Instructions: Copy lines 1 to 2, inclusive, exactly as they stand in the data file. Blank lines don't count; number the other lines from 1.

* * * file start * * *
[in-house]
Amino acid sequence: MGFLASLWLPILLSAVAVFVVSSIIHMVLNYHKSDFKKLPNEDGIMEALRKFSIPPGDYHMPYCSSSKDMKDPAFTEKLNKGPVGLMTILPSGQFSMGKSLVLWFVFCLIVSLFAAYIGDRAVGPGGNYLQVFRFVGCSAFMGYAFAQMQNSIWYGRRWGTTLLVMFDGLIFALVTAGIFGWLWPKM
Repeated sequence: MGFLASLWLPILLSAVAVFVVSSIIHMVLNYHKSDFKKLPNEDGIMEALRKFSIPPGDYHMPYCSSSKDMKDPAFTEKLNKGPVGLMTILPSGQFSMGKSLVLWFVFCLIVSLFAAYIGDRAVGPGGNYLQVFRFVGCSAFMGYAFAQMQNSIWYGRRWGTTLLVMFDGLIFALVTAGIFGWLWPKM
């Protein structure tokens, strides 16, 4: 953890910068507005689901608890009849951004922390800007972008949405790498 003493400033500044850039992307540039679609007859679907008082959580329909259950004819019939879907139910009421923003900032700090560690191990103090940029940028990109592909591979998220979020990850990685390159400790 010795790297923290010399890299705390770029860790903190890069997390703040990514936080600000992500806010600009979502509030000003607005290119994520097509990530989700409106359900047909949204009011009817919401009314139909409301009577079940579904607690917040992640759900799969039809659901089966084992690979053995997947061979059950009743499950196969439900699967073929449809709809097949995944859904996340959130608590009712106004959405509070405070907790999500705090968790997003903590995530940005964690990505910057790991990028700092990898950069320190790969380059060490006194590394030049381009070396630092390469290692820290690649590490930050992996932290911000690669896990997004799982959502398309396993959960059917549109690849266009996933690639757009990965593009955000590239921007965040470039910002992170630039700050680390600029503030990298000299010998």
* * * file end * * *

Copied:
[in-house]
Amino acid sequence: MGFLASLWLPILLSAVAVFVVSSIIHMVLNYHKSDFKKLPNEDGIMEALRKFSIPPGDYHMPYCSSSKDMKDPAFTEKLNKGPVGLMTILPSGQFSMGKSLVLWFVFCLIVSLFAAYIGDRAVGPGGNYLQVFRFVGCSAFMGYAFAQMQNSIWYGRRWGTTLLVMFDGLIFALVTAGIFGWLWPKM